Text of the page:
33 days to the start of the 2016 Grand to Grand Ultra…
Greetings from Arusha in Tanzania.
As I’m visiting Tanzania this week, it provides me with an opportunity to reflect on the NTD situation in the country, and the work done by the END Fund and others.
Neglected tropical diseases (NTDs) present Tanzania with serious challenges regarding the health and well-being of its citizens. Tanzania is endemic for all five of the most common NTDs, namely schistosomiasis, soil-transmitted helminths, lymphatic filariasis, onchocerciasis and trachoma.
Tanzania has a population of approximately 55 million people, and most are at risk of co-infection with two or more NTDs. Due to the high disease prevalence and large backlog in trichiasis surgeries, Tanzania is considered one of the priority countries for trachoma elimination. Trachoma is endemic in 50 districts with a high prevalence of blinding trachoma and a large number of people requiring surgery for trichiasis in the rural Maasai communities in the North East. Lymphatic filariasis is endemic throughout the country with an estimated 45 million people at risk.
In response to this situation, in 2009 Tanzania adopted the WHO initiative to integrate the implementation of activities targeting NTDs. It established the Neglected Tropical Diseases Control Programme which is managed by the Ministry of Health Community Development Gender Elderly and Children (MoHCDGEC). The programme aims to control or eliminate NTDs by 2020.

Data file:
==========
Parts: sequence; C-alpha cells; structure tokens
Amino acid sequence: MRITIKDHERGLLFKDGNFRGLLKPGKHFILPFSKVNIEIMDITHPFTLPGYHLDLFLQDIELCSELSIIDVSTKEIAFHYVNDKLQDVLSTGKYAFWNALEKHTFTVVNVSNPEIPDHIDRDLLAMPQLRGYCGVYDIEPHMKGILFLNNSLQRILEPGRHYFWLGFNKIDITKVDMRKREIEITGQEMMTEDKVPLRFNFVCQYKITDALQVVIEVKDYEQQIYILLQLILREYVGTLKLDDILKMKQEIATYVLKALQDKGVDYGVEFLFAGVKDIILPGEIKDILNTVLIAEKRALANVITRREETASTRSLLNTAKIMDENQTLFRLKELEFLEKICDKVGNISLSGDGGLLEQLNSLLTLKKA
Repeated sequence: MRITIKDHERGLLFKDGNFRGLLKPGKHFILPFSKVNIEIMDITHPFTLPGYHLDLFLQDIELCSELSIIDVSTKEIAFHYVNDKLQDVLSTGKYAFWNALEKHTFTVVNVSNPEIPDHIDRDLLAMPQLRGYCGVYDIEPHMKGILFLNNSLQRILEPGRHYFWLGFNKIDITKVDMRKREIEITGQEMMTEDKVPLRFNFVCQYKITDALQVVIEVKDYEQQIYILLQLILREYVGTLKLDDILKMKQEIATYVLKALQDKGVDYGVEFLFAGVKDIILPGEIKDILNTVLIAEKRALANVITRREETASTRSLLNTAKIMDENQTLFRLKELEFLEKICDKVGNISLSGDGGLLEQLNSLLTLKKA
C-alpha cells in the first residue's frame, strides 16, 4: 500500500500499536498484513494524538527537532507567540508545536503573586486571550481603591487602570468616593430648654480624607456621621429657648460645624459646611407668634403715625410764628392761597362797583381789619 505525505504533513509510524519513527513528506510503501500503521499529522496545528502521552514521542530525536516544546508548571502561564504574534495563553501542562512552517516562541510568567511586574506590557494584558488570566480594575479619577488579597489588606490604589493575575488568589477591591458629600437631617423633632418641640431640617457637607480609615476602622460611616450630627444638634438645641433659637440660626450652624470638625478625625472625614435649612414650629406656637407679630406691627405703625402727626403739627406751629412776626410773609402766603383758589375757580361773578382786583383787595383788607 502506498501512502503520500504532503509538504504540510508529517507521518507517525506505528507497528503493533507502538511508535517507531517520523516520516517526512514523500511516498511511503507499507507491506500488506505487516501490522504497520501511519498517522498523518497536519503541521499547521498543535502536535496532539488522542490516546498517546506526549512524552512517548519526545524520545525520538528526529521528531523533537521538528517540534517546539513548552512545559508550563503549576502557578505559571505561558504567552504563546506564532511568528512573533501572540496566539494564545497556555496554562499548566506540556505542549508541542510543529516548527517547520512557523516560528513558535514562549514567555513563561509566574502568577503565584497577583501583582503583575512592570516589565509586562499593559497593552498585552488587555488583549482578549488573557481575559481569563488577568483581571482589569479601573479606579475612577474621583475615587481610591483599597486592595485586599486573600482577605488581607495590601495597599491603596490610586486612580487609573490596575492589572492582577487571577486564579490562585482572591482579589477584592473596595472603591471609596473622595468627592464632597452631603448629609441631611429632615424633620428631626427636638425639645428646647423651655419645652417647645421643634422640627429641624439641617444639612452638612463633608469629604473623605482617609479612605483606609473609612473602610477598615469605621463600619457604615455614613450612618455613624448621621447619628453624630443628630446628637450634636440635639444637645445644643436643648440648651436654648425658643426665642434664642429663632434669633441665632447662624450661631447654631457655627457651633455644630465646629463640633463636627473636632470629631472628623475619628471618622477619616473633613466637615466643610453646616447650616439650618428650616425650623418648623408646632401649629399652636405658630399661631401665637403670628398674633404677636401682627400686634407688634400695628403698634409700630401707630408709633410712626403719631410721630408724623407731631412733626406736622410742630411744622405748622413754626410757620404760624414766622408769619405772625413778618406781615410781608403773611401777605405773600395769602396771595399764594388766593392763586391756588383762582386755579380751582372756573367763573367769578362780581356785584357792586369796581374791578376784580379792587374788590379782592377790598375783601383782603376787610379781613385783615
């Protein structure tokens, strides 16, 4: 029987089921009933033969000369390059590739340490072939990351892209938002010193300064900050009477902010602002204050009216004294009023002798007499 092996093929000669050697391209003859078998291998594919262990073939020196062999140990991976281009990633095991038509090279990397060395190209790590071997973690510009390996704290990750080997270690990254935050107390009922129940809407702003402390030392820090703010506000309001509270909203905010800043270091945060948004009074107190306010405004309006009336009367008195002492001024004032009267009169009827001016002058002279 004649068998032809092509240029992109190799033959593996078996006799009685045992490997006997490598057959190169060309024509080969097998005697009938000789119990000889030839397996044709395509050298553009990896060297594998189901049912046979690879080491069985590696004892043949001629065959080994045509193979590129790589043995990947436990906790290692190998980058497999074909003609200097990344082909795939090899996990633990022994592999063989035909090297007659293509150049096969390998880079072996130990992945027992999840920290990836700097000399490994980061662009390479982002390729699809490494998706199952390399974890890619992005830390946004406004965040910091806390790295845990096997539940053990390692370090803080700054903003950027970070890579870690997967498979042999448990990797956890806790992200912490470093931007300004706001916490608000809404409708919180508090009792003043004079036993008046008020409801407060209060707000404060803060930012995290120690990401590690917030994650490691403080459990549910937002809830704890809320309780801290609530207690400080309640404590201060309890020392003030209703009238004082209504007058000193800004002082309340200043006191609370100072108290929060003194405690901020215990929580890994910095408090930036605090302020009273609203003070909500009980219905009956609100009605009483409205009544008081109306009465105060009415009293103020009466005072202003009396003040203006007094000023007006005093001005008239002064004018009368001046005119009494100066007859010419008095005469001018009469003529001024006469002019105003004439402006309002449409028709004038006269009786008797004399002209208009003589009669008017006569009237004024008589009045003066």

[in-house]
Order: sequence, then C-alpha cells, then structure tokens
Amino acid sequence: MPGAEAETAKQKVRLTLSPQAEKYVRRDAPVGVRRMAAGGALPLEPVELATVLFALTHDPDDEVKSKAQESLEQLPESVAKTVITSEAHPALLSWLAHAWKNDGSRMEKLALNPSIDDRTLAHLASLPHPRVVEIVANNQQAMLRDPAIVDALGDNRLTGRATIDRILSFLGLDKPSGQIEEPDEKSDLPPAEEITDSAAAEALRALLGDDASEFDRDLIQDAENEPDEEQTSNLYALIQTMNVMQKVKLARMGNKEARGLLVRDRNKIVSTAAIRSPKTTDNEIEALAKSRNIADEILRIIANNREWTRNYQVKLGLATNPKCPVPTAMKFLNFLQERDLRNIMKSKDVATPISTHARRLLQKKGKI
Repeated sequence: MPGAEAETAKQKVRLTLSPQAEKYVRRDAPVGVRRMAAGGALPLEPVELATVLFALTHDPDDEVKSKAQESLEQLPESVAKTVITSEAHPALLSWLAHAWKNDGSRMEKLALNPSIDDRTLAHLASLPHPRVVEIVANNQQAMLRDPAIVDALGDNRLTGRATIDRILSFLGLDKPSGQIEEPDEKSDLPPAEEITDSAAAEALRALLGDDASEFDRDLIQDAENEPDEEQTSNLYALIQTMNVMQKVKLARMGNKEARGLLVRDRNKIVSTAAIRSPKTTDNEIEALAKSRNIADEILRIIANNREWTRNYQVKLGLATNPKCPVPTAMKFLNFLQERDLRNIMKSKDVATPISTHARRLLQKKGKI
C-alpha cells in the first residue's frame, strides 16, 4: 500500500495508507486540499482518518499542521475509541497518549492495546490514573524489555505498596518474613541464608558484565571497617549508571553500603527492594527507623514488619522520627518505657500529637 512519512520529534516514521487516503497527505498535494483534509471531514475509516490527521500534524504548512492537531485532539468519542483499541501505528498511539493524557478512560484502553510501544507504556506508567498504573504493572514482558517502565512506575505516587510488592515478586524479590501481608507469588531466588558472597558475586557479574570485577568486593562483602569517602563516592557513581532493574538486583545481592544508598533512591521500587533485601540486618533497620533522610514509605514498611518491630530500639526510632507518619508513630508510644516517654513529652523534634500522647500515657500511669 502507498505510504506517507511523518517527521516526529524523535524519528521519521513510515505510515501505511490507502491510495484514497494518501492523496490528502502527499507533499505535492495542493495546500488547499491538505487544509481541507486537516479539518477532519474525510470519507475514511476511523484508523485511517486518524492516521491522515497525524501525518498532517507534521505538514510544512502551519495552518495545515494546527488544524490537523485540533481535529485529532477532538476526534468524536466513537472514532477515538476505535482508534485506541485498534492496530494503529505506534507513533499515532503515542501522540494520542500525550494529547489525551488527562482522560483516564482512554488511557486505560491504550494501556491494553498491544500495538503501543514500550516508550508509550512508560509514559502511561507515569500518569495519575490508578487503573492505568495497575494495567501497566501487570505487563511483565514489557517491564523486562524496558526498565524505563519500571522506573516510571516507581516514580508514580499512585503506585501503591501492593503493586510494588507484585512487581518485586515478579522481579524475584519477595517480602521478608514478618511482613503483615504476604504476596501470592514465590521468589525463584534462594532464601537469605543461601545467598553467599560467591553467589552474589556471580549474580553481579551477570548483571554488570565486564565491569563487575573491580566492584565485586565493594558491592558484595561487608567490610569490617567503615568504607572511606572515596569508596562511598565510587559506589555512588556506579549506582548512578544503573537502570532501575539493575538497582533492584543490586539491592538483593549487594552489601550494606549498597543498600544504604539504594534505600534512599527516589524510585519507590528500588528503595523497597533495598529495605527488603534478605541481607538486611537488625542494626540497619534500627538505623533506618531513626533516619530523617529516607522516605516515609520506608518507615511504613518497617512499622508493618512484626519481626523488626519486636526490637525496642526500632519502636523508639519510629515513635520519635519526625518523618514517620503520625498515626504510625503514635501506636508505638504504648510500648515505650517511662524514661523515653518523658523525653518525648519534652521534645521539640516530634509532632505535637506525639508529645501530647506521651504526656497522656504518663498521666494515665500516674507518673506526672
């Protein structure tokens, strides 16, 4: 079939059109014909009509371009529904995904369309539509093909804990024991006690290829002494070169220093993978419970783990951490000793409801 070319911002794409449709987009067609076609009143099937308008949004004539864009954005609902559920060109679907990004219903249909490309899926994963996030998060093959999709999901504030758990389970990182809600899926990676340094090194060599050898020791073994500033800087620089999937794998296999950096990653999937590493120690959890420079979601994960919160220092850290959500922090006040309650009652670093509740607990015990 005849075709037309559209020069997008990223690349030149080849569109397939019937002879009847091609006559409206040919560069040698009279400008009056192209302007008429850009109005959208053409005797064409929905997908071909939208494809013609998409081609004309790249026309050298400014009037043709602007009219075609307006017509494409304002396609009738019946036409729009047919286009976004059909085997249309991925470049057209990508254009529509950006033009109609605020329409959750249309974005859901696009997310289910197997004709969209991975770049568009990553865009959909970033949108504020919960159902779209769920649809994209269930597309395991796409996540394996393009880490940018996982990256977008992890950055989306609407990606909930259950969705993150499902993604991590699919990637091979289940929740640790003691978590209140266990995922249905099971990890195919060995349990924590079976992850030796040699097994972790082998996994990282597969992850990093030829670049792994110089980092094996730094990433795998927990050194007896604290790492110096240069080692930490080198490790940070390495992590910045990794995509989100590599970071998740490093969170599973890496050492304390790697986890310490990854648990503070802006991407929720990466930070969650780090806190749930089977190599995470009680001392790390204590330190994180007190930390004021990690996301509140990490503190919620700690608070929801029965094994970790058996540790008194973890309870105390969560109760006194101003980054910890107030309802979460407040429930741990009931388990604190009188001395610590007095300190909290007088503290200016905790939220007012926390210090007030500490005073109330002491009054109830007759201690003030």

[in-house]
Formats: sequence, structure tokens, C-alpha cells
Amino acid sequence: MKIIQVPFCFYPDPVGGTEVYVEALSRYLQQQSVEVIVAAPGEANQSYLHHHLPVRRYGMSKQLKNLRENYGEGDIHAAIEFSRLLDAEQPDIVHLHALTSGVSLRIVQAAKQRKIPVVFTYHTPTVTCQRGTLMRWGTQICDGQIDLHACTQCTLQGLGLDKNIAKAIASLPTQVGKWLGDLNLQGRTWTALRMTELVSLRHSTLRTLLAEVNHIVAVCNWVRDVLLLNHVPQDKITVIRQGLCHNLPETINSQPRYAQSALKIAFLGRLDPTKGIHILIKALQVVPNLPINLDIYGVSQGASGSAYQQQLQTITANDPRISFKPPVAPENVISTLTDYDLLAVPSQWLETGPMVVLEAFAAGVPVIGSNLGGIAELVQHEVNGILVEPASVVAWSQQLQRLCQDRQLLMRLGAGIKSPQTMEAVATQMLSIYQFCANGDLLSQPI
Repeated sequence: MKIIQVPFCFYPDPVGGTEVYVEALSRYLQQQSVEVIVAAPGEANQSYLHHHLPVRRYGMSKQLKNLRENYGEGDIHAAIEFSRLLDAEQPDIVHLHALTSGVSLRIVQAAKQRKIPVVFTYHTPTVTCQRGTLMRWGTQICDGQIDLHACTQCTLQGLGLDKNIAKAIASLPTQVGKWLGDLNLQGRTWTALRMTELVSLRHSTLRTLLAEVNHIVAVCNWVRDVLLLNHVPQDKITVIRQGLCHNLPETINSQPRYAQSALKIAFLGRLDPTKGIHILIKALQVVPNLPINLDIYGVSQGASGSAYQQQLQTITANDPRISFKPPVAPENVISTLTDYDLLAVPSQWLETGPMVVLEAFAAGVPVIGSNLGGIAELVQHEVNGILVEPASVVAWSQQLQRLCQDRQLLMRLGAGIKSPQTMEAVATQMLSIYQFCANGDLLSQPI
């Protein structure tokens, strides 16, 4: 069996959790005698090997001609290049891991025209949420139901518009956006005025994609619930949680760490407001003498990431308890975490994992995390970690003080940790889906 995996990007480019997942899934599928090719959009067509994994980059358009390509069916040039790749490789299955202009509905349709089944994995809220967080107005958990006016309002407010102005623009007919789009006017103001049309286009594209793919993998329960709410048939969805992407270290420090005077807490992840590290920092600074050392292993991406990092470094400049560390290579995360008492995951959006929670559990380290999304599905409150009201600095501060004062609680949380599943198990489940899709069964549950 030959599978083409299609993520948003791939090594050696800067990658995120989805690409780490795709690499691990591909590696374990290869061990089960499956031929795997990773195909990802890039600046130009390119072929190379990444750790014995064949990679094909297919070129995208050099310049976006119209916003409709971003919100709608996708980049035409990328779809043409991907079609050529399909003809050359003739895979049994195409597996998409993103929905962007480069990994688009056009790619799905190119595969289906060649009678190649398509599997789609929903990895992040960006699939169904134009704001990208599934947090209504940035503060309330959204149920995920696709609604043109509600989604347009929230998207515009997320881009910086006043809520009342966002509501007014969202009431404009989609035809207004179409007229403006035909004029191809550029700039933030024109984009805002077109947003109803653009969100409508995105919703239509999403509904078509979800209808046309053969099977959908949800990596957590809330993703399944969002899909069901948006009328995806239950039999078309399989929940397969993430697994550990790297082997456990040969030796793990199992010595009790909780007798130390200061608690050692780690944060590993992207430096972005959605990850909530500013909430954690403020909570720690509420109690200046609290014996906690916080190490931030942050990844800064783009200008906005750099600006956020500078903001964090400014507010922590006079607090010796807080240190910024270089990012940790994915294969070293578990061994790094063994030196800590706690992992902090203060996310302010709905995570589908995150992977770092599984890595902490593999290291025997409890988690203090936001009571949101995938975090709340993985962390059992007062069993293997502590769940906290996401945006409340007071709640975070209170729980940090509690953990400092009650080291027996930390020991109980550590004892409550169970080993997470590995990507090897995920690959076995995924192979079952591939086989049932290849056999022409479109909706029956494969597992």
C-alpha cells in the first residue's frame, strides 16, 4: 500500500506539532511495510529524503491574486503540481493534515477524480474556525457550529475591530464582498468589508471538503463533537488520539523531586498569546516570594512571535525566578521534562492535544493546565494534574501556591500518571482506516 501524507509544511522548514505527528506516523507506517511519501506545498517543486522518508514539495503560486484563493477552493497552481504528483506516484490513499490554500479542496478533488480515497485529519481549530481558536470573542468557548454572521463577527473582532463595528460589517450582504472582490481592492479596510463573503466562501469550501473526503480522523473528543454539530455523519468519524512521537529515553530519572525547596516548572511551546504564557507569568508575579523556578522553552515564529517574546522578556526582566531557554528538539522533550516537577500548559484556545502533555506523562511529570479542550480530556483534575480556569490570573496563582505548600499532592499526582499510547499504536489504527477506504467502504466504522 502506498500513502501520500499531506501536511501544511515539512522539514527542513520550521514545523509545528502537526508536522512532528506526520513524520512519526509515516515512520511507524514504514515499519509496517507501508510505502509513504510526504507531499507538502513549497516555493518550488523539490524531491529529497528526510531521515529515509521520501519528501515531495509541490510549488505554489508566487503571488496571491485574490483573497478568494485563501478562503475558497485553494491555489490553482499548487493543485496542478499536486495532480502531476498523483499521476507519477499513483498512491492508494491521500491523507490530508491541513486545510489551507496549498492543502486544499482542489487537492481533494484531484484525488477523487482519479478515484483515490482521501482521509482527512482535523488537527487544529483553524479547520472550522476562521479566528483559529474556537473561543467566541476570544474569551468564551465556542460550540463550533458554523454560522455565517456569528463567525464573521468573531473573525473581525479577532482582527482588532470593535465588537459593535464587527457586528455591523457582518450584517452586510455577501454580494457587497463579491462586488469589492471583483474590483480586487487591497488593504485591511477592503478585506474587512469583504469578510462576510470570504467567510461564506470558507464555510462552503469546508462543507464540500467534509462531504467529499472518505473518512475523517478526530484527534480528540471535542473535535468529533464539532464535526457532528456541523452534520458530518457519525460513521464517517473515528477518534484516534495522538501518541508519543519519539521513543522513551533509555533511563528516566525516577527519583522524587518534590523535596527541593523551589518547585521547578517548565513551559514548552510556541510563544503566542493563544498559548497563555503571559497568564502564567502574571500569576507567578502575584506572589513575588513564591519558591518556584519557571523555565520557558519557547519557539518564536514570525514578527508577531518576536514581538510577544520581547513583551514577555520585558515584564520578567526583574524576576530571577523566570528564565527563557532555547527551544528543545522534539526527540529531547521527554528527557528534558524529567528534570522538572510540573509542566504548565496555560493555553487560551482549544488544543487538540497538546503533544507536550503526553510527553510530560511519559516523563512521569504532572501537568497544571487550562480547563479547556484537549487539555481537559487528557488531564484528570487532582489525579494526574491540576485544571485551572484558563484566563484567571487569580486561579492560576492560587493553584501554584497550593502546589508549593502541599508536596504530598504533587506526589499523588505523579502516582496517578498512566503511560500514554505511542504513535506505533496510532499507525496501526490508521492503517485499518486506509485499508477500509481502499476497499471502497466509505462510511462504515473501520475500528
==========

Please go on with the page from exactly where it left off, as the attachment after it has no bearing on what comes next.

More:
Various local and international roleplayers, including the END Fund, are supporting the government’s efforts in eliminating NTDs.
The END Fund implements three on-going programmes in Tanzania.
In partnership with the Ministry of Health and Social Welfare (MoHSW), it provides support for 250 hydrocele surgeries in two remote districts. The blinding trachoma programme, in partnership with the Kilimanjaro Centre for Community Ophthalmology (KCCO), aims to address the backlog of trichiasis surgeries by delivering 450 surgeries. It also focuses on using social mobilisation and pre-existing platforms to identify community members and increase the number of people receiving trichiasis support and management.
In partnership with Sightsavers, International Coalition on Trachoma Control, and the Queen Elizabeth Diamond Jubilee Trust, the END Fund is also engaged in a three-year programme that focuses on increasing the capacity of trichiasis surgeons, training 160 case-finders in each target district, and providing more than 6 000 surgeries to reduce the surgical backlog.
In 2014, the END Fund launched the annual “Summit to See the END” initiative. It provides people an opportunity to raise awareness and funds for NTDs linked to climbing Mount Kilimanjaro. The resources raised enable the END Fund to support Tanzania’s NTD elimination strategy, increase public knowledge on NTDs and support trichiasis and hydrocele surgeries in Tanzania.
The countdown to the Grand to Grand Ultra continues…
I invite you to support my fundraising campaign and encourage others to do the same.
Together, we can END NTDs!